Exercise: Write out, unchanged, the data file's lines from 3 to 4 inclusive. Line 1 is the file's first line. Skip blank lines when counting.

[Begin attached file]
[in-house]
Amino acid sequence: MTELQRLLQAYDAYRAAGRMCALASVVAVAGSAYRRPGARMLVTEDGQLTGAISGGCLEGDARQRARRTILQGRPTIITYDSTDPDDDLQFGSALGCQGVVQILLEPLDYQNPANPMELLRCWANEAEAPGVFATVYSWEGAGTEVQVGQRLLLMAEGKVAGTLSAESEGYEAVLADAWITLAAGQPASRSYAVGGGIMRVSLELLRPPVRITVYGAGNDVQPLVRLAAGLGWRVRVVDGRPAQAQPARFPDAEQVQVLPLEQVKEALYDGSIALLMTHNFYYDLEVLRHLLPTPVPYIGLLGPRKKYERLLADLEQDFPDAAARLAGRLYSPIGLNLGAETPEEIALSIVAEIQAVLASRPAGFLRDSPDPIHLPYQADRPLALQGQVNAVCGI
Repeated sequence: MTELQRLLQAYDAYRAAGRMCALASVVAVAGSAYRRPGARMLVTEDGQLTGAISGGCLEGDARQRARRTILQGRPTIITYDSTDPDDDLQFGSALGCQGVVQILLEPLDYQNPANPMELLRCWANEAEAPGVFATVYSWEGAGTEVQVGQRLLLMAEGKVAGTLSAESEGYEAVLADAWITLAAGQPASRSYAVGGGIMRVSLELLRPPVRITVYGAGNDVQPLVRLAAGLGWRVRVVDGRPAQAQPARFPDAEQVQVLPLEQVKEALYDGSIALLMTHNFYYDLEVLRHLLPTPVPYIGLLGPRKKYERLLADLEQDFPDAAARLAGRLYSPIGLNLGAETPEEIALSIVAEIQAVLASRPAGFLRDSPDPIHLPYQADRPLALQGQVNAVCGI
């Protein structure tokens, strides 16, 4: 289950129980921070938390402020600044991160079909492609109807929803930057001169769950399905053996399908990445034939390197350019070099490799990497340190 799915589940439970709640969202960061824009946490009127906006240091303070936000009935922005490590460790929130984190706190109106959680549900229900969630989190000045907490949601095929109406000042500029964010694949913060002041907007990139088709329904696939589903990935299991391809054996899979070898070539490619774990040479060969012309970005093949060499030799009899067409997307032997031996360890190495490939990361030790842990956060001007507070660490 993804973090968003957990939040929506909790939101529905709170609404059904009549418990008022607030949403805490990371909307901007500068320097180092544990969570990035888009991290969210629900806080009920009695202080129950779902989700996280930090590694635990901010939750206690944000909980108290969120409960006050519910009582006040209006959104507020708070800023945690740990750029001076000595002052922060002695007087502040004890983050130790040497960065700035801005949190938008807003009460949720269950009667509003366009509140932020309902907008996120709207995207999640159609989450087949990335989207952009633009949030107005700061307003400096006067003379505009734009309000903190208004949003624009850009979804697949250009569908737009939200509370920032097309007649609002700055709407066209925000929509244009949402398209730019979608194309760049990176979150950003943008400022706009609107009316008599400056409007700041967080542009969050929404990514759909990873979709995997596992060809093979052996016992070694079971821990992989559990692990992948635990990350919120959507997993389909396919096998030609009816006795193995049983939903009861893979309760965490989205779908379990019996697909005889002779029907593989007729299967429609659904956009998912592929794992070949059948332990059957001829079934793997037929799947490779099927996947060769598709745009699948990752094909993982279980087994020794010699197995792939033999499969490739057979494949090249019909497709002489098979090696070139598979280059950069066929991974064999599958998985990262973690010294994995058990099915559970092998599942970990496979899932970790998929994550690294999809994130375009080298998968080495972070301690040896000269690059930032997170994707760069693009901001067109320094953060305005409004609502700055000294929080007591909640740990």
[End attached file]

Repeated sequence: MTELQRLLQAYDAYRAAGRMCALASVVAVAGSAYRRPGARMLVTEDGQLTGAISGGCLEGDARQRARRTILQGRPTIITYDSTDPDDDLQFGSALGCQGVVQILLEPLDYQNPANPMELLRCWANEAEAPGVFATVYSWEGAGTEVQVGQRLLLMAEGKVAGTLSAESEGYEAVLADAWITLAAGQPASRSYAVGGGIMRVSLELLRPPVRITVYGAGNDVQPLVRLAAGLGWRVRVVDGRPAQAQPARFPDAEQVQVLPLEQVKEALYDGSIALLMTHNFYYDLEVLRHLLPTPVPYIGLLGPRKKYERLLADLEQDFPDAAARLAGRLYSPIGLNLGAETPEEIALSIVAEIQAVLASRPAGFLRDSPDPIHLPYQADRPLALQGQVNAVCGI
């Protein structure tokens, strides 16, 4: 289950129980921070938390402020600044991160079909492609109807929803930057001169769950399905053996399908990445034939390197350019070099490799990497340190 799915589940439970709640969202960061824009946490009127906006240091303070936000009935922005490590460790929130984190706190109106959680549900229900969630989190000045907490949601095929109406000042500029964010694949913060002041907007990139088709329904696939589903990935299991391809054996899979070898070539490619774990040479060969012309970005093949060499030799009899067409997307032997031996360890190495490939990361030790842990956060001007507070660490 993804973090968003957990939040929506909790939101529905709170609404059904009549418990008022607030949403805490990371909307901007500068320097180092544990969570990035888009991290969210629900806080009920009695202080129950779902989700996280930090590694635990901010939750206690944000909980108290969120409960006050519910009582006040209006959104507020708070800023945690740990750029001076000595002052922060002695007087502040004890983050130790040497960065700035801005949190938008807003009460949720269950009667509003366009509140932020309902907008996120709207995207999640159609989450087949990335989207952009633009949030107005700061307003400096006067003379505009734009309000903190208004949003624009850009979804697949250009569908737009939200509370920032097309007649609002700055709407066209925000929509244009949402398209730019979608194309760049990176979150950003943008400022706009609107009316008599400056409007700041967080542009969050929404990514759909990873979709995997596992060809093979052996016992070694079971821990992989559990692990992948635990990350919120959507997993389909396919096998030609009816006795193995049983939903009861893979309760965490989205779908379990019996697909005889002779029907593989007729299967429609659904956009998912592929794992070949059948332990059957001829079934793997037929799947490779099927996947060769598709745009699948990752094909993982279980087994020794010699197995792939033999499969490739057979494949090249019909497709002489098979090696070139598979280059950069066929991974064999599958998985990262973690010294994995058990099915559970092998599942970990496979899932970790998929994550690294999809994130375009080298998968080495972070301690040896000269690059930032997170994707760069693009901001067109320094953060305005409004609502700055000294929080007591909640740990």